65. Serum amylase, bilirubin, and C-reactive protein (CRP) levels were not elevated. Gastroscopy showed choose size a reflux esophagitis, a massive distension of the stomach and the first part of the duodenum, respectively, and a stenosis of the second part of the duodenum, which could not be passed with the thin gastroscope. Abdominal MSCT depicted a fluid filled stomach and second segment of the duodenum (Figure (Figure1).1). The pancreatic head was enlarged, surrounding the second segment of the duodenum; no dilation of the main pancreatic duct and common bile duct was noticed. For further evaluation, an MRCP was done. This showed an aberrant pancreatic duct encircling the duodenum, linked to the main pancreatic duct (Figure (Figure2).2). No dilation of the common hepatic bile duct or the main pancreatic duct was evident.
Due to the annular pancreas, there was an obstruction at the level of the second segment of the duodenum. During surgery, we found a massively distended and elongated first segment with a conic stenosis of the second segment of the duodenum due to the annular pancreas (Figure (Figure3).3). A duodenojejunostomy was performed. There was no visible prestenotic tumor in the duodenum and the duodenal mucosa appeared to be normal. No tumor mass was palpated. The patient had an uneventful recovery and was discharged home with no complaints nine days later. After eight weeks, the patient was readmitted presenting with painless jaundice. She had no other complaints. No further weight loss was reported.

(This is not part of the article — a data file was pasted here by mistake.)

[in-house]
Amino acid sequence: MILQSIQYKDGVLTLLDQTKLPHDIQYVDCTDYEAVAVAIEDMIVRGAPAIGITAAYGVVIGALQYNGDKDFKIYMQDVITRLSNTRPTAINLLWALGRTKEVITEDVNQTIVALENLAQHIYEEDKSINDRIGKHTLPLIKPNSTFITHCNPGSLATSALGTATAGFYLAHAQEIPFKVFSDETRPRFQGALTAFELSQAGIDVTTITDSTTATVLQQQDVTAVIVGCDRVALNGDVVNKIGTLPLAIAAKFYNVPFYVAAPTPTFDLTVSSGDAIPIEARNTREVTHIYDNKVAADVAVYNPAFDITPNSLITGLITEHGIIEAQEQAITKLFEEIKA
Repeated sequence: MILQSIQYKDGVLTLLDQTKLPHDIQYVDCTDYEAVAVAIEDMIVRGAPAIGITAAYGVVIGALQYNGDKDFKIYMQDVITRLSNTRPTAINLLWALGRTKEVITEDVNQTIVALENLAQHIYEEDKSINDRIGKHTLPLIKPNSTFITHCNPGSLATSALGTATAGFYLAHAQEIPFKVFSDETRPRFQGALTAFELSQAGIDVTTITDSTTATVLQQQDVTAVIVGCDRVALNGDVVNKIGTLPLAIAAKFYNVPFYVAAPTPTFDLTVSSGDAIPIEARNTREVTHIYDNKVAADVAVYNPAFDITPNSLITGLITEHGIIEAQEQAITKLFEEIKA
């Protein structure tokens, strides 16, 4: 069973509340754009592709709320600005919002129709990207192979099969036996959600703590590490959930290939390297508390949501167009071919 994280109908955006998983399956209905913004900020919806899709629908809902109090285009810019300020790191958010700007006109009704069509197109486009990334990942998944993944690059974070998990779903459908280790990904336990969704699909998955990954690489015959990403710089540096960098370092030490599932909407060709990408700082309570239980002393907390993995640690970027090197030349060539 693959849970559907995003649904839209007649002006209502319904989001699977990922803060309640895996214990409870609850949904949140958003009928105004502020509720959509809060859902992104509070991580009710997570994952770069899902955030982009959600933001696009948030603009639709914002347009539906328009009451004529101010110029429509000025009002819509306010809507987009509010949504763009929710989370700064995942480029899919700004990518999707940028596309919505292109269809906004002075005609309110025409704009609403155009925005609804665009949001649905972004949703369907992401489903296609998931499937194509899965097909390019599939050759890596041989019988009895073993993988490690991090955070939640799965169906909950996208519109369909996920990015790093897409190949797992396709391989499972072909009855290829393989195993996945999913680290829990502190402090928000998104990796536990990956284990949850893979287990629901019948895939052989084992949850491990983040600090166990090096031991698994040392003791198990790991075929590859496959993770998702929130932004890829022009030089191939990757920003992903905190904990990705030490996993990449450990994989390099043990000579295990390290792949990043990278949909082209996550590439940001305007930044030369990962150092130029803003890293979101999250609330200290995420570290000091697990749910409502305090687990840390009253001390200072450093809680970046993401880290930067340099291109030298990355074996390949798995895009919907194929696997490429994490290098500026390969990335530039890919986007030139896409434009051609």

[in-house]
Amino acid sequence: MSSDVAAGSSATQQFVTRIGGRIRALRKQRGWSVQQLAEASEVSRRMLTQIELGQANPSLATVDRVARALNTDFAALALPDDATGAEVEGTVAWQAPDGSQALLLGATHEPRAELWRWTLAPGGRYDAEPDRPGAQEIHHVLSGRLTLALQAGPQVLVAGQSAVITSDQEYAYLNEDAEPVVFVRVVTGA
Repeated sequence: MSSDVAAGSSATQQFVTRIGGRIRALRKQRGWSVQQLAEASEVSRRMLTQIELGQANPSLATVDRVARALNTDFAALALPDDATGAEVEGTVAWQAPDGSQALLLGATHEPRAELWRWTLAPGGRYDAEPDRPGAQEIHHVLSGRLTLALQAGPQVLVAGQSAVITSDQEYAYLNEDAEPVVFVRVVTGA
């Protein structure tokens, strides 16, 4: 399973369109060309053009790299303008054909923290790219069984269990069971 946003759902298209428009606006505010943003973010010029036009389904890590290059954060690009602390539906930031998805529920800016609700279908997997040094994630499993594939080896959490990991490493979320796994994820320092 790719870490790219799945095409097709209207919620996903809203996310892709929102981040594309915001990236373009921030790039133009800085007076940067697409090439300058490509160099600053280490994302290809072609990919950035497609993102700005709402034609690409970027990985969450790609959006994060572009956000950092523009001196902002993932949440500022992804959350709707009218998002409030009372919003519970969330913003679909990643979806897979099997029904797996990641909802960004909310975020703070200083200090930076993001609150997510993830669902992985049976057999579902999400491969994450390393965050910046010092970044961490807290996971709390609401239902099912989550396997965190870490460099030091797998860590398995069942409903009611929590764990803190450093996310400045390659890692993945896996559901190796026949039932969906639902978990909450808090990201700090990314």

Laboratory investigations showed elevated total bilirubin (112 ��mol/L; reference range: 5-18) and alkaline phosphatases (178 U/L; reference range: < 104). An MRCP demonstrated dilatation of the common bile duct (Figure (Figure4).4). On explorative laparotomy, a hard mass was palpated in the pancreatic head region. The frozen section of one of several suspicious superior pancreatic lymph nodes revealed adenocarcinoma cells. A duodenopancreatectomy was performed. The tumor was clearly located in the duodenum, with infiltration of the surrounding structures (Figure (Figure5).5). No tumor was observed in the head of the pancreas. Pathological examination showed a poorly differentiated, infiltrating adenocarcinoma of the duodenum, surrounded by the incomplete annular pancreas (Figure (Figure5).5). The tumor stage was pT4, pN1 (8/12), G3, L0, V0, R0.
The tumor seemed to have arisen from the duodenal epithelium. Figure 1 Multislice computed tomography. A fluid filled stomach and enlargement of the pancreatic head (arrow) are detected, which encircles the second segment of the duodenum (dotted arrow). Figure 2 T2 weighted magnetic resonance cholangiopancreatography images depict Dacomitinib the aberrant pancreatic duct, which encircles the duodenum and connects with the main pancreatic duct (arrows).